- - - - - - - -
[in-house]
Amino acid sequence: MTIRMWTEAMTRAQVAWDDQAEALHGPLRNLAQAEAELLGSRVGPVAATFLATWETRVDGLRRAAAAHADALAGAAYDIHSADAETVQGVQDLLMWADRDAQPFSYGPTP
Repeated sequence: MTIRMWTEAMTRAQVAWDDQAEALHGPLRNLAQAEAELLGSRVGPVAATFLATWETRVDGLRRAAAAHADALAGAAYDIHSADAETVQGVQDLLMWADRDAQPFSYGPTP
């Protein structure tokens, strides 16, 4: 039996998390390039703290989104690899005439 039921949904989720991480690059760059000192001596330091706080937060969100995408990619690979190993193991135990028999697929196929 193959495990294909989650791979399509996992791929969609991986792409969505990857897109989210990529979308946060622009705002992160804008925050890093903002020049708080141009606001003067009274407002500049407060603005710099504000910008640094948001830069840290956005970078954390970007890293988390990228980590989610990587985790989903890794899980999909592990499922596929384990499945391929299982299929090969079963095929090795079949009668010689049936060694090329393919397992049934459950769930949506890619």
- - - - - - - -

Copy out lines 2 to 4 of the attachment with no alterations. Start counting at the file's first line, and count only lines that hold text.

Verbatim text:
Amino acid sequence: MTIRMWTEAMTRAQVAWDDQAEALHGPLRNLAQAEAELLGSRVGPVAATFLATWETRVDGLRRAAAAHADALAGAAYDIHSADAETVQGVQDLLMWADRDAQPFSYGPTP
Repeated sequence: MTIRMWTEAMTRAQVAWDDQAEALHGPLRNLAQAEAELLGSRVGPVAATFLATWETRVDGLRRAAAAHADALAGAAYDIHSADAETVQGVQDLLMWADRDAQPFSYGPTP
């Protein structure tokens, strides 16, 4: 039996998390390039703290989104690899005439 039921949904989720991480690059760059000192001596330091706080937060969100995408990619690979190993193991135990028999697929196929 193959495990294909989650791979399509996992791929969609991986792409969505990857897109989210990529979308946060622009705002992160804008925050890093903002020049708080141009606001003067009274407002500049407060603005710099504000910008640094948001830069840290956005970078954390970007890293988390990228980590989610990587985790989903890794899980999909592990499922596929384990499945391929299982299929090969079963095929090795079949009668010689049936060694090329393919397992049934459950769930949506890619």